One of the first things I witnessed after the official lockdown broadcast, was the forming and pasting of ‘Our Super Heroes We Love You’ on four huge bill-boards outside of my Leeds bedroom window. These boards are on the other side of the street but face inwards, so that from any angle in my bedroom I glimpse the Capital letters, designed by Morag Myerscough for Posters for the People, all of the words are bright stripes of support, declaration and love for our frontline workers. Strips of yellow, pink and orange combined with sunlight coat my room in awe and continue to remind me.
Here in Hyde Park, Leeds, things have changed. The hubbub of student life has been replaced for something more sinister. Masks and gloves now tread cautiously around stacks of booze in One Stop.
No more shuffling into a crowded Royal Park Pub or nipping to Crispy for a cheap midnight snack.
Reality has changed.
Still living in my student house often lulls me into a false sense of security. These are the rooms that used to house my flatmates, these are the stairs we ran up and down to get to university on time or to get ready for a night out in the city centre. The only drastic inside change is the noticeable absence of my house mates. Day to day, I could forget the monstrosity of this situation as my house is near-to the same. But those strips of colour, tinting my carpet, my duvet and clothes rack, remind me.
I keep writing and writing to remember the days. There will be many stories like mine, gushing with nostalgia and fuelled by the indefinite future we have been dealt. But something else has changed.
University, as we know it,has been swept from under our feet. Our third (some people’s fourth) and final year of University has vanished. No longer will we devour copious amounts of hummus and sit close to our friends in our last summer of Hyde Park. We can no longer be excited for the night’s plans of a BBQ with friends once it’s too chilly to sit in sundresses and shorts. I know I wasn’t the only one looking forward to spending my days in the Fine Art studios. To really get stuck into producing, making, spending more time together as a year group and realising our ideas for what we thought would be our degree show ‘Simmer’. I was even looking forward to biting our technician Pete Morton’s ear off over A/V equipment, possibly,even the helpful-sarcastic remarks I would get in return.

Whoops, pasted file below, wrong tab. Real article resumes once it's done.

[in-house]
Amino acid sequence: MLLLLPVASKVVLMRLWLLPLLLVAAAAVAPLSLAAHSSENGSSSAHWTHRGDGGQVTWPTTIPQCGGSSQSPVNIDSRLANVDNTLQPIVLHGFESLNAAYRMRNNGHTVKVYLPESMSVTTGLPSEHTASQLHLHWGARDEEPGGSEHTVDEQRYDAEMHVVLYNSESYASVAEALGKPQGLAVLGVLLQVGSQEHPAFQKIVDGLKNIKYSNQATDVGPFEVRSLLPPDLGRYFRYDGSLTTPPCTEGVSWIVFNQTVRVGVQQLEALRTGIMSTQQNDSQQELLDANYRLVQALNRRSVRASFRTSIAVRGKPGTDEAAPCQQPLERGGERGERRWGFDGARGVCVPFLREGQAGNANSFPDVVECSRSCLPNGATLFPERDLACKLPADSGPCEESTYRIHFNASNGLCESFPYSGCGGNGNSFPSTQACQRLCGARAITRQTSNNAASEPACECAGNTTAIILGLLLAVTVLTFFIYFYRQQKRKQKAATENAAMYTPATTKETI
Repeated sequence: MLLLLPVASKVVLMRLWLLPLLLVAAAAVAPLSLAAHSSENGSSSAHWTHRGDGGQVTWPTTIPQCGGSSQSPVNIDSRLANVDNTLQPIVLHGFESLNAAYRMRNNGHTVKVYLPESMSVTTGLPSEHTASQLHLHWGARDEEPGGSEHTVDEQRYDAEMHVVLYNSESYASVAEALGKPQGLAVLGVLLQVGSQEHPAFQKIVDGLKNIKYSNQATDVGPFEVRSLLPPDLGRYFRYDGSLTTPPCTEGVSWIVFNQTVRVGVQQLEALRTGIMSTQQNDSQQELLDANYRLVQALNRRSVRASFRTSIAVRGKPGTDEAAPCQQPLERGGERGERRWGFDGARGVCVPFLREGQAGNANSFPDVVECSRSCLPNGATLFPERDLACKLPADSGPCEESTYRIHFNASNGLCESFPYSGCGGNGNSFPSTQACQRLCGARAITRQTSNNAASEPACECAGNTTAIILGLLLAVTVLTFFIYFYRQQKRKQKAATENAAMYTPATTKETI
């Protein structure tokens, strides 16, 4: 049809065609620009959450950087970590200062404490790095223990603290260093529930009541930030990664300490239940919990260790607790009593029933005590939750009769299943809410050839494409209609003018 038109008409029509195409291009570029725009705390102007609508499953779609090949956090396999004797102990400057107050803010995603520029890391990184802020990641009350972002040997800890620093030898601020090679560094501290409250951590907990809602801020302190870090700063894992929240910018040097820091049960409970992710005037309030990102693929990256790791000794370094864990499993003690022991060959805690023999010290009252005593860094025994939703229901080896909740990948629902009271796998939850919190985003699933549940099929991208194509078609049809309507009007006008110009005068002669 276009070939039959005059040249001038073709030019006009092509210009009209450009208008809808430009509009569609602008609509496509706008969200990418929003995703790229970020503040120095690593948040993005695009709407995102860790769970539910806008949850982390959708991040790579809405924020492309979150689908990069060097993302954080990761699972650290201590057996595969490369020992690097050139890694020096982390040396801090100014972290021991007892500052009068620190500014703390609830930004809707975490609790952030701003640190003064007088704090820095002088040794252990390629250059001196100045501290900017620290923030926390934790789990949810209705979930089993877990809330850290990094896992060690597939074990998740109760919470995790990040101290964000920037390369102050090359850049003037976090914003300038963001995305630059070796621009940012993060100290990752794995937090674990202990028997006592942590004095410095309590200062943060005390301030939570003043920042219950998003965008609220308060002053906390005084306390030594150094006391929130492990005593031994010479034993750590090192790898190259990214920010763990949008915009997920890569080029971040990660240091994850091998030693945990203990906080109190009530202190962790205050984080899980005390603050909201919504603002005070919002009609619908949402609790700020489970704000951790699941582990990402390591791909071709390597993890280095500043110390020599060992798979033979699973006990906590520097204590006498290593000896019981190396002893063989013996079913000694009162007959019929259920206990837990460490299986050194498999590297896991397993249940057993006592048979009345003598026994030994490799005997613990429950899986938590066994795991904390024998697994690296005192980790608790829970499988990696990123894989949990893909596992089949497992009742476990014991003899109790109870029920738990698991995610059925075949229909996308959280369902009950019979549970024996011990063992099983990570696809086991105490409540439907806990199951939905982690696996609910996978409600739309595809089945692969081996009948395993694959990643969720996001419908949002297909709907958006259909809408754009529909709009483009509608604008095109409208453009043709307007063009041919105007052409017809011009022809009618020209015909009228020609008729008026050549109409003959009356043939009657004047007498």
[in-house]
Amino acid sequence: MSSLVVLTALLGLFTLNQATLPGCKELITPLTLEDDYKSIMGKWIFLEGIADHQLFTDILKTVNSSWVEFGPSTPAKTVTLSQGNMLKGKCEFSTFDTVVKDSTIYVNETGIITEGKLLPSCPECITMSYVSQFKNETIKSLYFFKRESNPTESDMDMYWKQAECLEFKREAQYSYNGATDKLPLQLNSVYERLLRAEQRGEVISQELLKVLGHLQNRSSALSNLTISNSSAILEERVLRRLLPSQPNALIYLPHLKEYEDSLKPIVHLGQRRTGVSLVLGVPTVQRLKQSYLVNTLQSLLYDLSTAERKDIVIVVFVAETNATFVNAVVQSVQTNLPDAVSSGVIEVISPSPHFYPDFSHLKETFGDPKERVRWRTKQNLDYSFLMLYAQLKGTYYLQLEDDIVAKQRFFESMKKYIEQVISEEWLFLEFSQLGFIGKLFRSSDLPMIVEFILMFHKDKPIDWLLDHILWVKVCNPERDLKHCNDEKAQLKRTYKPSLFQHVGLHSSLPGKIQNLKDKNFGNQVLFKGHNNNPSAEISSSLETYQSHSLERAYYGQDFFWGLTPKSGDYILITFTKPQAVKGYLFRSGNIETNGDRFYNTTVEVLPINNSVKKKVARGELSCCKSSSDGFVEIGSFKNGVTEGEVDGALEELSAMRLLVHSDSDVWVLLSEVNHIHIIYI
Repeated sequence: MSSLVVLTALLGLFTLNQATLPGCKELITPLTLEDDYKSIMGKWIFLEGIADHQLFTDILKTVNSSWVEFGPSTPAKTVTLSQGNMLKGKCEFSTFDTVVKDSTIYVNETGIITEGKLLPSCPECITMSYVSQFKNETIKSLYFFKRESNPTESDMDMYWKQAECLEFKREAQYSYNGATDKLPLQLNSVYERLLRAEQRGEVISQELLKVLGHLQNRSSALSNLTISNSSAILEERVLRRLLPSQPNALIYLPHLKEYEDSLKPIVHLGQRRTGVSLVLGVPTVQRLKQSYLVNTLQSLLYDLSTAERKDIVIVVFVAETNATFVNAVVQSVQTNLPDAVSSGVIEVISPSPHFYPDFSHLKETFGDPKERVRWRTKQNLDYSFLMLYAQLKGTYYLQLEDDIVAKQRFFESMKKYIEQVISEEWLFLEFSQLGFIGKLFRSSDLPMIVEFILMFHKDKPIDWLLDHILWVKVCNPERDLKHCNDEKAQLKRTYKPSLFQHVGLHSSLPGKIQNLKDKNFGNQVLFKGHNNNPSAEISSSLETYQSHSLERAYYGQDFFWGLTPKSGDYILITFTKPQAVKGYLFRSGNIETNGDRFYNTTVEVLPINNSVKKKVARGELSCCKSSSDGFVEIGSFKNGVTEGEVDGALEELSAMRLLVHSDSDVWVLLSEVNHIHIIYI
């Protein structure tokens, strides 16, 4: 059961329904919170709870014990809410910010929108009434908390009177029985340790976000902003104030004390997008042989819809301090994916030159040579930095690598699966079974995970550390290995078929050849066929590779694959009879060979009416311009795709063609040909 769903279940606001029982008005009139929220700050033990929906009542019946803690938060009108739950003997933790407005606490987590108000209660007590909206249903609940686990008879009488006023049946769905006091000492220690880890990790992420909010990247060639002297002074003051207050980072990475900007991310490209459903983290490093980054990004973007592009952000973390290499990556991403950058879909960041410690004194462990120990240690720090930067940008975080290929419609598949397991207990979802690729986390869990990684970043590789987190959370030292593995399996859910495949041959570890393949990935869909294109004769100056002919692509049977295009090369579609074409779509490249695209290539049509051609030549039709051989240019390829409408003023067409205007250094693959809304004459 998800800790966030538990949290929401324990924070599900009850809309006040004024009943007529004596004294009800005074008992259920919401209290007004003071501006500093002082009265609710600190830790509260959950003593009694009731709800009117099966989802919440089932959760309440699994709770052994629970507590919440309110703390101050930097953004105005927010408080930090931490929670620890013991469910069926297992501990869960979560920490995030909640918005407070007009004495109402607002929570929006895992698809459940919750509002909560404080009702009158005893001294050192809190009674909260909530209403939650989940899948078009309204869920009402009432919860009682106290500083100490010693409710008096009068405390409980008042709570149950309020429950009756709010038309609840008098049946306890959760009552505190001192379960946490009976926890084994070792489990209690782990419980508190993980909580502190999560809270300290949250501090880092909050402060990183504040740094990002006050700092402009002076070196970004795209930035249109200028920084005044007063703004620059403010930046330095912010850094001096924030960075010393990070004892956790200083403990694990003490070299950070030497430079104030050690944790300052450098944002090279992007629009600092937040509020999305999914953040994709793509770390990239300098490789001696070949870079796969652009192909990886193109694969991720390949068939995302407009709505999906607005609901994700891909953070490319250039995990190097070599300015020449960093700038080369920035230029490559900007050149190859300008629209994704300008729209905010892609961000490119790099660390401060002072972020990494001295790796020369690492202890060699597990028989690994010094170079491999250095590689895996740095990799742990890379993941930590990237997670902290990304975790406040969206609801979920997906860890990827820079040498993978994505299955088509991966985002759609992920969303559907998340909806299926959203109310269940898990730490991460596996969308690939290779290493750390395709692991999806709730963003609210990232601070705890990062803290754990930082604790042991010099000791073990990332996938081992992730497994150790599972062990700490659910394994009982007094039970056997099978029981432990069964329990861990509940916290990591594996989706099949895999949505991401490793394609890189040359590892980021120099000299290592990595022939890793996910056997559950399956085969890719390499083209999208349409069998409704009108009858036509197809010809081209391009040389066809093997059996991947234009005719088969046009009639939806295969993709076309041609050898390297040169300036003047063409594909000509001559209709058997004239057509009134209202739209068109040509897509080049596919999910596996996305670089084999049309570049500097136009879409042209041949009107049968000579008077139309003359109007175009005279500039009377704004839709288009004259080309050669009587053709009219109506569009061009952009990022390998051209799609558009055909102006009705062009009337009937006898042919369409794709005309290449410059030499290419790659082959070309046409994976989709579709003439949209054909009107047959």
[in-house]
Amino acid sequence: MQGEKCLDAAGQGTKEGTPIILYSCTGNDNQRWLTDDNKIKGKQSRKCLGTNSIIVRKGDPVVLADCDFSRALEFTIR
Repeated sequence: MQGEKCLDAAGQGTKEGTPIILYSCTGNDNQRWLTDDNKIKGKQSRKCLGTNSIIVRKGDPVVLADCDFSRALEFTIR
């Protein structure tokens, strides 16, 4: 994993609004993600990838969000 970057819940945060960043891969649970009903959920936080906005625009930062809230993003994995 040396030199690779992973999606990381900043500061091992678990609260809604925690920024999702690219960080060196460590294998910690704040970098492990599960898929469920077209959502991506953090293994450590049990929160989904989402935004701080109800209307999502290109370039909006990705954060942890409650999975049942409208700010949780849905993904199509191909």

These days, I no longer walk to university, or sit on the grass, or walk through the hushed halls at midnight with a cup of coffee before a deadline. I miss the 24hr access! Now, I spend my time in the park walking or running, but not stopping! Evermore aware of the people around me, wandering and wondering about their lives. Are they safe at home? How close are their loved ones? Are they able to be productive? What does life look like to them now? Are they hopeful this will end soon? I’m sure those who have returned to their family homes may still hold sweet memories of sun-kissed Hyde Park days but now, for me, the park holds a new bitter-sweet resonance…to get to the park, I pass the four bill-boards.They remind me.